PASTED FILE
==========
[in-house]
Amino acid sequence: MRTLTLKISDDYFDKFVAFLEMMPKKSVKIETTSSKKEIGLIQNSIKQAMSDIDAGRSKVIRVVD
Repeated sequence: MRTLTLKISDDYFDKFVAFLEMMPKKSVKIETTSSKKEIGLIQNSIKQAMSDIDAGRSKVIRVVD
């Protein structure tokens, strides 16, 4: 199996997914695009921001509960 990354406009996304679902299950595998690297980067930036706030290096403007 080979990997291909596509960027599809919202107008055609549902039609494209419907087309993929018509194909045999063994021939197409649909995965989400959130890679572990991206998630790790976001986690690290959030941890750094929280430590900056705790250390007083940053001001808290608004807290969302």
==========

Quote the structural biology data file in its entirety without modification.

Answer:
[in-house]
Amino acid sequence: MRTLTLKISDDYFDKFVAFLEMMPKKSVKIETTSSKKEIGLIQNSIKQAMSDIDAGRSKVIRVVD
Repeated sequence: MRTLTLKISDDYFDKFVAFLEMMPKKSVKIETTSSKKEIGLIQNSIKQAMSDIDAGRSKVIRVVD
């Protein structure tokens, strides 16, 4: 199996997914695009921001509960 990354406009996304679902299950595998690297980067930036706030290096403007 080979990997291909596509960027599809919202107008055609549902039609494209419907087309993929018509194909045999063994021939197409649909995965989400959130890679572990991206998630790790976001986690690290959030941890750094929280430590900056705790250390007083940053001001808290608004807290969302």